Detailed analysis by Citizens Advice reveals that parents on low incomes or with unstable working hours are forced to rely on poorer quality childcare providers. The rise in self-employment and jobs with irregular hours means working parents will increasingly depend on flexible childcare. However the charity’s research shows those childcare providers most likely to offer variable hours have poorer Ofsted ratings and so will be of lower quality.
The coalition’s flagship programme to tackle youth unemployment is to be wound up early, amid claims that it has been an "abject failure". The £1bn youth contract wage incentive scheme was championed by Nick Clegg at the height of the recession as a way to help tackle youth unemployment. But with the jobs market rapidly improving and take-up of the programme falling substantially below projected levels, it is to be cut short next month.
More than two million of the poorest people in England are facing rising council tax demands this year because of fresh government cuts to the benefit system, new figures have revealed. War widows, carers and the disabled are among 2.31 million people who used to be entitled to council tax benefit but have now had their support substantially reduced or taken away altogether.
As a result, significant numbers of families have been pushed into debt, with a survey revealing that nearly 16,000 people in London alone have been referred to the bailiffs for non-payment.
The Bank of England has said that while the number of people in employment rose by almost 350,000 between March and April, average weekly earnings have fallen.
Officials said that wages may be falling because more people are working, including growing numbers of elderly people "concerned about the adequacy of retirement provisions".
They also suggested that the government's welfare reforms may mean that more longer-term unemployed people are coming onto the jobs market.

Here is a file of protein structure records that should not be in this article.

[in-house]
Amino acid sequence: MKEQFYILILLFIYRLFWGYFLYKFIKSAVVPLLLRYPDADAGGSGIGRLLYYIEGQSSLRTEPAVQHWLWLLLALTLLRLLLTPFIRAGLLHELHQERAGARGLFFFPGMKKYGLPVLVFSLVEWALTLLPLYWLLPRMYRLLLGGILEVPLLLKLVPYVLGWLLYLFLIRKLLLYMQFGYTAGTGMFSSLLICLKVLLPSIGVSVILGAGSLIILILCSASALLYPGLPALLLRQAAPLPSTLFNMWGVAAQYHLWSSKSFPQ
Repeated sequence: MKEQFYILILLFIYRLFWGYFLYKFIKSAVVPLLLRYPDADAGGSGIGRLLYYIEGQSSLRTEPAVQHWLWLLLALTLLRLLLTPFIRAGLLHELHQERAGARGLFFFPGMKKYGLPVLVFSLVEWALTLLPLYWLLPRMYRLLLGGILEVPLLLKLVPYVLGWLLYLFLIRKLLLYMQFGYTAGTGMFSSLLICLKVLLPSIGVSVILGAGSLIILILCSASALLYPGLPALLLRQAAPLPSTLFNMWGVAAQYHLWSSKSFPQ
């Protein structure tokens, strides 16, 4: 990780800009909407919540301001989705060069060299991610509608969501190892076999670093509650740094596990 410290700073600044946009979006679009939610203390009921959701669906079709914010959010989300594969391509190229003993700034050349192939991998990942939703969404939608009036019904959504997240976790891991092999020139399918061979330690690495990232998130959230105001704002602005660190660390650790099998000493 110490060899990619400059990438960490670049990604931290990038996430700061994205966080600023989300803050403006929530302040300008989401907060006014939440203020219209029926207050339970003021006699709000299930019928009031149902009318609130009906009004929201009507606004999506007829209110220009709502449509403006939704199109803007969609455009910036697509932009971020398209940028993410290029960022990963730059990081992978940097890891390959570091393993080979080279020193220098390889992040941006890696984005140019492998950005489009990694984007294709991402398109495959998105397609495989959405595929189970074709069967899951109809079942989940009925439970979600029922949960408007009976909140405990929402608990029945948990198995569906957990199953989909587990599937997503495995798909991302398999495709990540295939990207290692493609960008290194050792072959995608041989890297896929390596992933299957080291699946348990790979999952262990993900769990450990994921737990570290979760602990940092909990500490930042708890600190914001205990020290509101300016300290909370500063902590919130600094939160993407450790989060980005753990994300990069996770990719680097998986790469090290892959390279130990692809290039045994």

Systematic problems in the way the government administers and imposes benefit sanctions, including disproportionate burdens on the most vulnerable, are revealed in a report commissioned by the Department for Work and Pensions.
The report found the way in which the DWP communicated with claimants was legalistic, unclear and confusing. The most vulnerable claimants were often left at a loss as to why benefits were stopped and frequently not informed by the DWP about hardship payments to which they were entitled, it said.
A “fundamental redesign” is needed of the disability benefits system, because flaws in the process are so “grave”, says a report published by the Work and Pensions Select Committee. The report argues that replacing Atos will not address the problems in the system, and urges ministers to take the withdrawal of Atos as an opportunity to fundamentally redesign Employment and Support Allowance (ESA).
An extract from the report argues:
Policy Exchange has released a report outlining suggested changes to Jobcentre plus delivery model.
Robert Devereux, permanent secretary at the Department for Work and Pensions, has rejected the National Audit Office's conclusion that the Work Programme is no more effective than its predecessors.
The NAO report, called 'The Work Programme' and published on 2 July, said that the programme is “achieving similar levels of job outcomes to previous welfare-to-work programmes for Jobseeker’s Allowance claimants aged 25 and over.”